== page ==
“The more I do, the more I can do”: perspectives on how performing daily activities and occupations influences recovery after surgical repair of a distal radius fracture
Disability and Rehabilitation
Purpose: The study aimed to explore perceptions and experiences about how engaging in daily activities and occupations influenced recovery in the first eight weeks after surgical treatment of a distal radius fracture. Methods: Twenty-one adults completed an online activity and exercise log then participated in a semi-structured interview between weeks 6 and 8 postoperatively. Interviews were transcribed and analysed using reflexive thematic analysis. Results: Daily activities and occupations were highly influential in facilitating recovery of movement and function of the operated limb. Five themes provided an understanding of how occupation operated to promote recovery. Occupation was (i) a primary driver of the rehabilitative process, providing an impetus for recovery, (ii) offered ready-to-hand challenges for opportunistic, automatic movement, (iii) invited intentional use of the affected wrist, (iv) habituated the wrist to movement through repetition and confidence-building, and (iv) drew on psychosocial resources to enable reengagement with life activities and roles. Conclusions: Incorporating the performance of graded, modified activities during the early weeks of rehabilitation creates opportunities for wrist movement, enhances wellbeing, and assists in the habituation of wrist movement. Activities and occupations can be used as a therapeutic strategy to promote recovery from surgical treatment of a distal radius fracture.Implications for rehabilitation Rehabilitation after surgical repair of distal radius fractures has traditionally focused on exercise routines. Daily activities and occupations can also be used to promote wrist movement and function during the early weeks of rehabilitation. Occupation is a naturally occurring source of wrist movement, motivation, and wellbeing that can be harnessed for therapeutic advantage after surgical repair of distal radius fractures. Therapists can collaborate with patients to select and modify daily activities and occupations to incorporate into early postoperative therapy programmes.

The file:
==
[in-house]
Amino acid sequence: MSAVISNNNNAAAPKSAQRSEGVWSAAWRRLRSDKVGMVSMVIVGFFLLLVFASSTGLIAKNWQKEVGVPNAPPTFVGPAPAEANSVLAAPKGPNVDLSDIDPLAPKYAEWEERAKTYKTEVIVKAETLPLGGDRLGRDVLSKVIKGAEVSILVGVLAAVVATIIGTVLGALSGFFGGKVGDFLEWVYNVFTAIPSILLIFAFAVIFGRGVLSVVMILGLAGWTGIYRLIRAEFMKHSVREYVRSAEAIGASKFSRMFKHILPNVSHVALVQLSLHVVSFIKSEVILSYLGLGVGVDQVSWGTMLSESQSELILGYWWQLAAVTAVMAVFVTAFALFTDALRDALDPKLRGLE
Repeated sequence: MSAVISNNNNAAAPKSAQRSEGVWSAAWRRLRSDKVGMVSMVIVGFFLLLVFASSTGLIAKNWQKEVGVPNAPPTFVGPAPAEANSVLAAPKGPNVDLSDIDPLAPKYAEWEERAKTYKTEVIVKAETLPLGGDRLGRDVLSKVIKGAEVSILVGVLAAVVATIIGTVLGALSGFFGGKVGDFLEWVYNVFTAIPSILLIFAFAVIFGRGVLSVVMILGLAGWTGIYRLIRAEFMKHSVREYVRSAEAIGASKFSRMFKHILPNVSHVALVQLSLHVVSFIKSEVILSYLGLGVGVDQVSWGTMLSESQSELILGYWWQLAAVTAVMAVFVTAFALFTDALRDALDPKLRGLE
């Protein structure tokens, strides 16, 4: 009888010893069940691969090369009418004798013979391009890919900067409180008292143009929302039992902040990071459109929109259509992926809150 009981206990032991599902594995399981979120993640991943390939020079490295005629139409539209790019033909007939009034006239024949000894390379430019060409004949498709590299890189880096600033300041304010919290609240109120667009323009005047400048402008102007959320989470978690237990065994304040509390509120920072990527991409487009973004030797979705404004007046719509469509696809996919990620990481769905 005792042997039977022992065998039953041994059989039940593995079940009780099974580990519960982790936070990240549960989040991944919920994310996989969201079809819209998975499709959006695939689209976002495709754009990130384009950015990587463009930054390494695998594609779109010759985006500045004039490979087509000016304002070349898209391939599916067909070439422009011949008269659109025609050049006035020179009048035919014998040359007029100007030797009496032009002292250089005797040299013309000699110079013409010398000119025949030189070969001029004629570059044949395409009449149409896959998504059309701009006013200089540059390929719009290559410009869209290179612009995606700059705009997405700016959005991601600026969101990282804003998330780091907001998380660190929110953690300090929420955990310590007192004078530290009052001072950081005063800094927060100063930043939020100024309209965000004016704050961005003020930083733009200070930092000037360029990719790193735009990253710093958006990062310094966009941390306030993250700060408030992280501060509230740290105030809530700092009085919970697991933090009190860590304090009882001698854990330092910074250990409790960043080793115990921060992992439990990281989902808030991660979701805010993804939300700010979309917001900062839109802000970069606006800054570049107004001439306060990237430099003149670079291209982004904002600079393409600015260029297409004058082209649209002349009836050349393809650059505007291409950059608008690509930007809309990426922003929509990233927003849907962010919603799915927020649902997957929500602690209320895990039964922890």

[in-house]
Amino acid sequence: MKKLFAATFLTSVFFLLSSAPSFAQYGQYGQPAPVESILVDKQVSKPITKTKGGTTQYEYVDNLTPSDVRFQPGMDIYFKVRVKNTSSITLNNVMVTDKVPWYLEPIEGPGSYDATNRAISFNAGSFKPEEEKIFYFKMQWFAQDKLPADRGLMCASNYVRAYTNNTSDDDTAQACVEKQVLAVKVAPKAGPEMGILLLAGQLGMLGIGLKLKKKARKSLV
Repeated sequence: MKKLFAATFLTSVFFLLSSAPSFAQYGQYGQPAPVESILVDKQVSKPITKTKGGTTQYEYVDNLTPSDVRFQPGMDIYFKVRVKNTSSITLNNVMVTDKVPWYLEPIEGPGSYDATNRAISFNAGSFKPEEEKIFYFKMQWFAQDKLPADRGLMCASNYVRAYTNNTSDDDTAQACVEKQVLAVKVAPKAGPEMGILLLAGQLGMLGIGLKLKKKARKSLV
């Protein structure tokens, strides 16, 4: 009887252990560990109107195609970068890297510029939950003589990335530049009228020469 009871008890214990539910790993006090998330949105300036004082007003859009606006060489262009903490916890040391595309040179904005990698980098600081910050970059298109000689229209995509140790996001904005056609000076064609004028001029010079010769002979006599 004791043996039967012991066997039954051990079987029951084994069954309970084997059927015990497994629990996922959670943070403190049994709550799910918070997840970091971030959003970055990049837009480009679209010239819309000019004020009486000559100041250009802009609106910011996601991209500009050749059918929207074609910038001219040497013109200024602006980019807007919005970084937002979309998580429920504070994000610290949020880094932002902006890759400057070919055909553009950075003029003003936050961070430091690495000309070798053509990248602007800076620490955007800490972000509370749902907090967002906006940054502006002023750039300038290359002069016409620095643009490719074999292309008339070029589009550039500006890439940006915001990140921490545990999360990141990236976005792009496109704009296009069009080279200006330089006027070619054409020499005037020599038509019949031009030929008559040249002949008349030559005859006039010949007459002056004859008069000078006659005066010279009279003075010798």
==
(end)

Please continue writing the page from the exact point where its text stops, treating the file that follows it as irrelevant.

Open Access Status
This publication is not available as open access